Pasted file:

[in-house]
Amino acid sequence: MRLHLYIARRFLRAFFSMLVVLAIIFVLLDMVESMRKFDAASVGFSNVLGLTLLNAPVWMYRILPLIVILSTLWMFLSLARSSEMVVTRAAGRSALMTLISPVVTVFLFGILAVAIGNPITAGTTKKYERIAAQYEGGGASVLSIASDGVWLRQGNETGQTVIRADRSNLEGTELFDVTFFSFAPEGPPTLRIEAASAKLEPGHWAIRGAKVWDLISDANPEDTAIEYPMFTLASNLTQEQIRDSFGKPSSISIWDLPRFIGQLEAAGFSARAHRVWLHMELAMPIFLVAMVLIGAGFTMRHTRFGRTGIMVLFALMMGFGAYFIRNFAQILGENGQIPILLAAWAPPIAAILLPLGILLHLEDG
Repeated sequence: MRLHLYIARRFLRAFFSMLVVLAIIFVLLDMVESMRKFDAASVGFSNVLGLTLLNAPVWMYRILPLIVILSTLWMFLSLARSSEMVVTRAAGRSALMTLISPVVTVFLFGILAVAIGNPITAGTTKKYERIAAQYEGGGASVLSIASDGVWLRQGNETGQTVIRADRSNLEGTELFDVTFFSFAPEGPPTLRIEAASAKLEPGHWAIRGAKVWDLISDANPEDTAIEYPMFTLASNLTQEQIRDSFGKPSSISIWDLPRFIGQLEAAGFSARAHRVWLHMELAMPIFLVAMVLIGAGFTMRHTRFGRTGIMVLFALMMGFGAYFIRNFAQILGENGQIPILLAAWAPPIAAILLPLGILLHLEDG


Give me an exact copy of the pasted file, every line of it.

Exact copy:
[in-house]
Amino acid sequence: MRLHLYIARRFLRAFFSMLVVLAIIFVLLDMVESMRKFDAASVGFSNVLGLTLLNAPVWMYRILPLIVILSTLWMFLSLARSSEMVVTRAAGRSALMTLISPVVTVFLFGILAVAIGNPITAGTTKKYERIAAQYEGGGASVLSIASDGVWLRQGNETGQTVIRADRSNLEGTELFDVTFFSFAPEGPPTLRIEAASAKLEPGHWAIRGAKVWDLISDANPEDTAIEYPMFTLASNLTQEQIRDSFGKPSSISIWDLPRFIGQLEAAGFSARAHRVWLHMELAMPIFLVAMVLIGAGFTMRHTRFGRTGIMVLFALMMGFGAYFIRNFAQILGENGQIPILLAAWAPPIAAILLPLGILLHLEDG
Repeated sequence: MRLHLYIARRFLRAFFSMLVVLAIIFVLLDMVESMRKFDAASVGFSNVLGLTLLNAPVWMYRILPLIVILSTLWMFLSLARSSEMVVTRAAGRSALMTLISPVVTVFLFGILAVAIGNPITAGTTKKYERIAAQYEGGGASVLSIASDGVWLRQGNETGQTVIRADRSNLEGTELFDVTFFSFAPEGPPTLRIEAASAKLEPGHWAIRGAKVWDLISDANPEDTAIEYPMFTLASNLTQEQIRDSFGKPSSISIWDLPRFIGQLEAAGFSARAHRVWLHMELAMPIFLVAMVLIGAGFTMRHTRFGRTGIMVLFALMMGFGAYFIRNFAQILGENGQIPILLAAWAPPIAAILLPLGILLHLEDG